Although some believe a self-service laundry business provides passive income, the reverse is more often true. Not only are the steps and tasks required to open a laundromat different from many other small businesses, but many owners also find that ongoing safety, security and liability concerns make active ownership a must. For starters, the right vendor, equipment and utilities setup, insurance and security procedures are vital considerations.
Select a Vendor
Multitudes of options make it vital to shop around before choosing an equipment vendor. In addition to selecting a vendor with whom you feel comfortable, look for one with financing terms that suit your business and who can install and service the equipment you purchase. In addition, ask for client references. When doing a reference check, ask about delivery times, the speed and quality of service calls and any maintenance training the vendor provides. If you need assistance in locating potential vendors, the Coin Laundry Association has both distributor and manufacturer buyer’s guides.
Equipment and Utilities
According to HK Laundry Equipment, an average size coin-operated laundromat requires about 26 commercial washers and 26 dryers. For washers, front-loading equipment not only is more energy-efficient but also produces cleaner clothes. Consider your target market in deciding how to apportion sizes for washers, which include 20, 30, 40, 60, 80 and 100 pounds. For dryers, the California Energy Commission reports that gas dryers are more energy-efficient, and 30 pounds is the most common size. Utilities requirements for an average-size laundromat are a 1.5-inch to 2-inch water line, 2 million BTUs per hour of natural or LP gas, a 4-inch to 6-inch waste line and 200 amps of 208 to 240 volts of electricity.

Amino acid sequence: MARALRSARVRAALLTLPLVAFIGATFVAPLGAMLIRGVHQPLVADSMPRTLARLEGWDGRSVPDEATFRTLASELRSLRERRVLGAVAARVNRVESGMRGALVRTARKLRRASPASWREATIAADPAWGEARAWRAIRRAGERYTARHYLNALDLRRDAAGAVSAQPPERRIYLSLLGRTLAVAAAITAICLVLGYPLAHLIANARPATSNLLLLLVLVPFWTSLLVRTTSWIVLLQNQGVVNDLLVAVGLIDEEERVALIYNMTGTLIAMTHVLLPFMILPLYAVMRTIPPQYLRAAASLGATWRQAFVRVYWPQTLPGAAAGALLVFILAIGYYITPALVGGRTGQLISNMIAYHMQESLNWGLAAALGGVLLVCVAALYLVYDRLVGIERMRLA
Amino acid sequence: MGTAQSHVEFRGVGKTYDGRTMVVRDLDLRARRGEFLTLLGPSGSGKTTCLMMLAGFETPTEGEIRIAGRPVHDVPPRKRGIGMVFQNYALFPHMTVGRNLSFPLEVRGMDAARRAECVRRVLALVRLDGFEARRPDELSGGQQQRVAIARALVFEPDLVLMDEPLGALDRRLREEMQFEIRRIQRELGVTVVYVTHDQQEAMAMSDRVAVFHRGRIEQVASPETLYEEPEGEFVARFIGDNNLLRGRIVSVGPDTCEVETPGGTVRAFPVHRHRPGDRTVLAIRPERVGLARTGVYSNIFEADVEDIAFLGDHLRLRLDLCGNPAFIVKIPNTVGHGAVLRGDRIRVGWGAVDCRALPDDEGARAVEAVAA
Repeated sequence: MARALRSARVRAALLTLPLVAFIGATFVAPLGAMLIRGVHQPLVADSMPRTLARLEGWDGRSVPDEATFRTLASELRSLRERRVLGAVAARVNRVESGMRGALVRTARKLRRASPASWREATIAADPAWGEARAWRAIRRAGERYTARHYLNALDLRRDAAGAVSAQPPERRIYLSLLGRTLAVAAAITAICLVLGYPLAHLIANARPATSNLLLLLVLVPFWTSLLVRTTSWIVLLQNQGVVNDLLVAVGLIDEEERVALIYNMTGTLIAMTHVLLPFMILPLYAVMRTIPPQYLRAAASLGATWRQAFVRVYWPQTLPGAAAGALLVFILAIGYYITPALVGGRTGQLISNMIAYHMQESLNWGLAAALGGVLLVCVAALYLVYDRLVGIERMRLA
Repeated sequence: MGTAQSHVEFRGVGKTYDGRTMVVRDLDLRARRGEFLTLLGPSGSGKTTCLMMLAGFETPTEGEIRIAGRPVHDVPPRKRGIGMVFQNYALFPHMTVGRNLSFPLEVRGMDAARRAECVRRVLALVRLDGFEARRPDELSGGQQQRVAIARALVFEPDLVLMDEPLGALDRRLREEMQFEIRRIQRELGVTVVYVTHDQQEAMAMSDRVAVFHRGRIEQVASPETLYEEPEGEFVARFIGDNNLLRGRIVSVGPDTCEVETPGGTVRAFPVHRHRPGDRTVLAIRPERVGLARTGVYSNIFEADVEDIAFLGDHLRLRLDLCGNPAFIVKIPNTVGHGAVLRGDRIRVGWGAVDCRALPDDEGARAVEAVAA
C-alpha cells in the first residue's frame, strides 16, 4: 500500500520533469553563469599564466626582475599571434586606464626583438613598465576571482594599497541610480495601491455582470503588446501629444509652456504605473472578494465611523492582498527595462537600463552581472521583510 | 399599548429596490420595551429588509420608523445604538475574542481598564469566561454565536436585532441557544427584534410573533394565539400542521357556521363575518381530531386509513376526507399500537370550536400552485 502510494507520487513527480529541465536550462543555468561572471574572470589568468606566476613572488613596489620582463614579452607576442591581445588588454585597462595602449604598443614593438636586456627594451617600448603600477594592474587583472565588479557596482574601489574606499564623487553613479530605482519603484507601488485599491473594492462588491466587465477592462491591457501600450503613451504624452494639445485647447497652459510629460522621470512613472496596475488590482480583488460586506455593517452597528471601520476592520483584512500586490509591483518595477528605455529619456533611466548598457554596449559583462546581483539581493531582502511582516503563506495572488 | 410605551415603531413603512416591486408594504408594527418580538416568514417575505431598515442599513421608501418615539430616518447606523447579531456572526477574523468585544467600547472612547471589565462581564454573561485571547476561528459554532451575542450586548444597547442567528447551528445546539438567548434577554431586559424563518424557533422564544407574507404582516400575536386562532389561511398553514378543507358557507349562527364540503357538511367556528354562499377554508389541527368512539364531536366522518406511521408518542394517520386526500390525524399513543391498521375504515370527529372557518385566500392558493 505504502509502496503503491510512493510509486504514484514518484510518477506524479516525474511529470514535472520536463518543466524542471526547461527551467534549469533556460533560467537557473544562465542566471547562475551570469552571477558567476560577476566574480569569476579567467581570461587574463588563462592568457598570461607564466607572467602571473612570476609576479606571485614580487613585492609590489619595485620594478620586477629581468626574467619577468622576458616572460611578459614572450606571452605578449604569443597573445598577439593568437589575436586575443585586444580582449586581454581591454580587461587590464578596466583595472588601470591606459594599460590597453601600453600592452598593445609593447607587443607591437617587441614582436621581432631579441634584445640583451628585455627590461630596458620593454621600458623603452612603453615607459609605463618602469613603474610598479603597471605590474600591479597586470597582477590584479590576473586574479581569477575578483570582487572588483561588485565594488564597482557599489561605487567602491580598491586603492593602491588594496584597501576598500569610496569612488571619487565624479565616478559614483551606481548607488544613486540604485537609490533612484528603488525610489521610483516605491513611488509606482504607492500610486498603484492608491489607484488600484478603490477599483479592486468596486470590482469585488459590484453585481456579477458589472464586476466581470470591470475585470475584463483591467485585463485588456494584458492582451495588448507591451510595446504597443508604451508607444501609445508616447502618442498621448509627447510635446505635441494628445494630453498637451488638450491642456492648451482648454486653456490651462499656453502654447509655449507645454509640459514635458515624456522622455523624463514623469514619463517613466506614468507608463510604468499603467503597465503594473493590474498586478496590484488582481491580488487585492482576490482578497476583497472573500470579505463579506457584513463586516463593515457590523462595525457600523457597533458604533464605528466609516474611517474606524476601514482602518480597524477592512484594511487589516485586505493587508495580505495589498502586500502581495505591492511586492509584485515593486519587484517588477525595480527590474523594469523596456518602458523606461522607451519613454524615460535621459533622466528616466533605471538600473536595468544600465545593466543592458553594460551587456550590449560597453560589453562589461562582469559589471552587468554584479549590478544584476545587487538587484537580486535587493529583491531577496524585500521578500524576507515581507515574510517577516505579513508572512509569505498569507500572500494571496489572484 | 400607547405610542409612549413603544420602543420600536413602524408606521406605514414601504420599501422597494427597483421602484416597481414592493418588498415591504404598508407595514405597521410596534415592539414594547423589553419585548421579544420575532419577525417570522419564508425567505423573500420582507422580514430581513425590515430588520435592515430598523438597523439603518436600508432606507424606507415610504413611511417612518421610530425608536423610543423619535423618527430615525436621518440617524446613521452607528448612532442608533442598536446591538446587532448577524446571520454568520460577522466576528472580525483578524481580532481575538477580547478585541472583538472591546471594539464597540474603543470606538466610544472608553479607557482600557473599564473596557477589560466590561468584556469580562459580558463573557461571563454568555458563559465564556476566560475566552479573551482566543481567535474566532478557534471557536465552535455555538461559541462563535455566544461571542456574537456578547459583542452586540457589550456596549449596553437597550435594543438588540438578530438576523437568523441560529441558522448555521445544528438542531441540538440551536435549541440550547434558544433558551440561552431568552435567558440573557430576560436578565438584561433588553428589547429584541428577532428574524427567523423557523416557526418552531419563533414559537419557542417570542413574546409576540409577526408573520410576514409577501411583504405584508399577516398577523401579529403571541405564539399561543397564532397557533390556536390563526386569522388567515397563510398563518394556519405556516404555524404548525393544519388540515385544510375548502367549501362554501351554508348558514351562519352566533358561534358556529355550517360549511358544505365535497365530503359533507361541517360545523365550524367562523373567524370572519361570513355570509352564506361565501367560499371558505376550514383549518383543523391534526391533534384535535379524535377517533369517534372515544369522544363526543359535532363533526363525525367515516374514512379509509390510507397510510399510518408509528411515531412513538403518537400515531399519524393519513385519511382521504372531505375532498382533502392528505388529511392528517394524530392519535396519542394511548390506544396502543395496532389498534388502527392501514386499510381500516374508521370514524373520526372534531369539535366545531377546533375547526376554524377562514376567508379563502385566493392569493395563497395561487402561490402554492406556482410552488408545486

Irving Weber Associates, a specialized insurance provider, says that although fires represent the biggest financial risk, slips and falls are the most common risks. In addition to general liability insurance, you’ll also need coverage that pertains specifically to laundry businesses. For most businesses, this includes property, equipment breakdown and customer goods coverage. If you’re considering whether to staff your facility with full-time attendants, note that that an unattended store poses greater insurance risks. In addition, without an employee witness, claims from slip and fall accidents or theft can be more difficult to defend.
Safety and Security
Develop policies and procedures that focus on safety and security before the business opens. For example, preventative maintenance procedures such as regularly inspecting lint screens and cleaning out duct work are vital to reducing the chances for dryer fires. Install alarms on coin changers, point video surveillance cameras on the changer, and use signage to inform customers that cameras are present and recording. Train employees on fire safety procedures, such as using fire extinguishers and emergency shut-off switches on laundry equipment correctly.
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